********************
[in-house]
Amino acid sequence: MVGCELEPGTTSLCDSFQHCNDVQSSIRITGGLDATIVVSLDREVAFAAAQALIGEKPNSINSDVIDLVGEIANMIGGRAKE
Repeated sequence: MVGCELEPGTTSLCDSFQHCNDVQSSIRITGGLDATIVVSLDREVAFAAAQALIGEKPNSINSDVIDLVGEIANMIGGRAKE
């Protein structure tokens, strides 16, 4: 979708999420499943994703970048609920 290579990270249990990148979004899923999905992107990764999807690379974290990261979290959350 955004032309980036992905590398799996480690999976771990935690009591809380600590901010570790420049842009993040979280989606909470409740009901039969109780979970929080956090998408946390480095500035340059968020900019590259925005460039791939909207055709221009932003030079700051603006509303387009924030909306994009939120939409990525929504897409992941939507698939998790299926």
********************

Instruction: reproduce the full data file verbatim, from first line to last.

[in-house]
Amino acid sequence: MVGCELEPGTTSLCDSFQHCNDVQSSIRITGGLDATIVVSLDREVAFAAAQALIGEKPNSINSDVIDLVGEIANMIGGRAKE
Repeated sequence: MVGCELEPGTTSLCDSFQHCNDVQSSIRITGGLDATIVVSLDREVAFAAAQALIGEKPNSINSDVIDLVGEIANMIGGRAKE
């Protein structure tokens, strides 16, 4: 979708999420499943994703970048609920 290579990270249990990148979004899923999905992107990764999807690379974290990261979290959350 955004032309980036992905590398799996480690999976771990935690009591809380600590901010570790420049842009993040979280989606909470409740009901039969109780979970929080956090998408946390480095500035340059968020900019590259925005460039791939909207055709221009932003030079700051603006509303387009924030909306994009939120939409990525929504897409992941939507698939998790299926």